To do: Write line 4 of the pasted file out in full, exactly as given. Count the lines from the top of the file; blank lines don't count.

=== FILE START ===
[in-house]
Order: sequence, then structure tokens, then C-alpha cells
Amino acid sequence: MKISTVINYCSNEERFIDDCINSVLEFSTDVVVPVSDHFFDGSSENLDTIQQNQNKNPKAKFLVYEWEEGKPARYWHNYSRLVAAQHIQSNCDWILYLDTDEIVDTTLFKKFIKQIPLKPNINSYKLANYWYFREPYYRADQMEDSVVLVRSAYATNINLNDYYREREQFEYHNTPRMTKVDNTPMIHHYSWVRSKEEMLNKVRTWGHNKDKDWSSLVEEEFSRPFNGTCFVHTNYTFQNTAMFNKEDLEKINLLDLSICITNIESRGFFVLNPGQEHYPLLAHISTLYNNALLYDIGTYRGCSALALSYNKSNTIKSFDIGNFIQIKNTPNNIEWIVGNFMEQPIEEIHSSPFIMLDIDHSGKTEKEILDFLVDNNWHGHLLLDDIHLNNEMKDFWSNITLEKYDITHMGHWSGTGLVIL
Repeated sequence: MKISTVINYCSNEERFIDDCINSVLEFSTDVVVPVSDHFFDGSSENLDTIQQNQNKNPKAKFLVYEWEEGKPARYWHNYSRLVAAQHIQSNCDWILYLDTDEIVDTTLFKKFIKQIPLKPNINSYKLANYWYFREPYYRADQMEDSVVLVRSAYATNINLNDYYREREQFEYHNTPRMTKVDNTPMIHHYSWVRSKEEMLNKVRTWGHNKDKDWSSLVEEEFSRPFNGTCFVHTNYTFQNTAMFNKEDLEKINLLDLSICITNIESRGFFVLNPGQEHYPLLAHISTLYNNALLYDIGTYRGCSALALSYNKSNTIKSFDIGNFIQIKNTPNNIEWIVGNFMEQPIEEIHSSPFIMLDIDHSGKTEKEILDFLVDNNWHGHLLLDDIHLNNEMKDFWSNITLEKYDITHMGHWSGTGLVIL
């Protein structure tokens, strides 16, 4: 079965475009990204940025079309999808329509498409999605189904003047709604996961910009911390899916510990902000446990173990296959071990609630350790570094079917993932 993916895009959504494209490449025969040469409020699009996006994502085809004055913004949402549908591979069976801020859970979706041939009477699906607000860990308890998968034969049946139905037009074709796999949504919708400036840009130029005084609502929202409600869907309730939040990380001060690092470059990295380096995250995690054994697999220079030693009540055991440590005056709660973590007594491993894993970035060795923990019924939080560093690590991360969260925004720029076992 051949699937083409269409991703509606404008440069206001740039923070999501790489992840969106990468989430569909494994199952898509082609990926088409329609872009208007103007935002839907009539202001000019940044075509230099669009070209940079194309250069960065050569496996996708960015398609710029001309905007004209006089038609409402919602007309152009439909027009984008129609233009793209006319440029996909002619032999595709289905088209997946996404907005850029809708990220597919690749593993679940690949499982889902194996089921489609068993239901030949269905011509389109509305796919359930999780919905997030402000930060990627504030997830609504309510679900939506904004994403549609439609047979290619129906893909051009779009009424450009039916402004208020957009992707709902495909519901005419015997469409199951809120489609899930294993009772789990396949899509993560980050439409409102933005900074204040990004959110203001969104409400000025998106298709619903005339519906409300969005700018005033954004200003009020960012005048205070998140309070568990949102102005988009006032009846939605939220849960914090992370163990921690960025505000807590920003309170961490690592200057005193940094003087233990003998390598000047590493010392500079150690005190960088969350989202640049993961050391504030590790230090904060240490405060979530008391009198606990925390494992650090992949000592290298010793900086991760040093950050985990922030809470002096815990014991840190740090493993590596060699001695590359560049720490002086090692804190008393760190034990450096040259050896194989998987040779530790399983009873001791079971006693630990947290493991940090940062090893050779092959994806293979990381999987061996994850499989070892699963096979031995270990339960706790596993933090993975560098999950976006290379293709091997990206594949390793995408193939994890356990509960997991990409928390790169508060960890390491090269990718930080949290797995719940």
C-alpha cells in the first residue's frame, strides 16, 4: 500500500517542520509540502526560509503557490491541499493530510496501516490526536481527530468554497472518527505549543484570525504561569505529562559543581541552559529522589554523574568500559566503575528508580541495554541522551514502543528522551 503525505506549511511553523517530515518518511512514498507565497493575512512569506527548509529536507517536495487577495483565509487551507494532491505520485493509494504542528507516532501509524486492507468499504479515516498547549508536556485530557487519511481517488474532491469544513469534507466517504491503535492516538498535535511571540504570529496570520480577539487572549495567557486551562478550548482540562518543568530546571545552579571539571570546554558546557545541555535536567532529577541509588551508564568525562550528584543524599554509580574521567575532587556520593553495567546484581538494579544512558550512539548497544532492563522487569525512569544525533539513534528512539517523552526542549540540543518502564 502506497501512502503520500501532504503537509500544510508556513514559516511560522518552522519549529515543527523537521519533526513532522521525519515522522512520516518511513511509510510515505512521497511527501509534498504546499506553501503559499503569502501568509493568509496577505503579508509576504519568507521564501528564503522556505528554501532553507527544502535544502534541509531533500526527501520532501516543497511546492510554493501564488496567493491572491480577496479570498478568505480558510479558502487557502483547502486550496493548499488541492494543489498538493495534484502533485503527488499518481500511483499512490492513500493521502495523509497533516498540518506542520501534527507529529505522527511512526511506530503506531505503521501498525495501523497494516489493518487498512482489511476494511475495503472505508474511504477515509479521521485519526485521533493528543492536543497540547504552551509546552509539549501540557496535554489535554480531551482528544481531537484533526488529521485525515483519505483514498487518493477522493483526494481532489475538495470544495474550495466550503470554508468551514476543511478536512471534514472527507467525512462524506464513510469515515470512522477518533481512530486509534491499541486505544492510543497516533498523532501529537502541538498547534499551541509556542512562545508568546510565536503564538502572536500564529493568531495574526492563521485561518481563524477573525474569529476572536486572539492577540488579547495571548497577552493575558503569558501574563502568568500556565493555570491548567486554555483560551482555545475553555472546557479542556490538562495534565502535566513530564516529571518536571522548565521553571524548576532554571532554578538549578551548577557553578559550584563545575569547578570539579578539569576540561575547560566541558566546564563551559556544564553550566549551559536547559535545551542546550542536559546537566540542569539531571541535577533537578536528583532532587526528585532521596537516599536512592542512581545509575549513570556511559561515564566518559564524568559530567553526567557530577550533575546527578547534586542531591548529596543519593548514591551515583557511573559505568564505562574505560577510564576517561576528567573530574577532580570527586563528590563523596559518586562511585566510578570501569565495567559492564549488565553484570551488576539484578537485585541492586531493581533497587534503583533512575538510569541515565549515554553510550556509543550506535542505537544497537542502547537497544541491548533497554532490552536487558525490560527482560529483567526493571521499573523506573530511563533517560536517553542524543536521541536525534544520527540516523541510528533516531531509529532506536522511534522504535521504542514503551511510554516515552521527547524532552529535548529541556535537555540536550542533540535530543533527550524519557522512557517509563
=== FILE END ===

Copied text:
Repeated sequence: MKISTVINYCSNEERFIDDCINSVLEFSTDVVVPVSDHFFDGSSENLDTIQQNQNKNPKAKFLVYEWEEGKPARYWHNYSRLVAAQHIQSNCDWILYLDTDEIVDTTLFKKFIKQIPLKPNINSYKLANYWYFREPYYRADQMEDSVVLVRSAYATNINLNDYYREREQFEYHNTPRMTKVDNTPMIHHYSWVRSKEEMLNKVRTWGHNKDKDWSSLVEEEFSRPFNGTCFVHTNYTFQNTAMFNKEDLEKINLLDLSICITNIESRGFFVLNPGQEHYPLLAHISTLYNNALLYDIGTYRGCSALALSYNKSNTIKSFDIGNFIQIKNTPNNIEWIVGNFMEQPIEEIHSSPFIMLDIDHSGKTEKEILDFLVDNNWHGHLLLDDIHLNNEMKDFWSNITLEKYDITHMGHWSGTGLVIL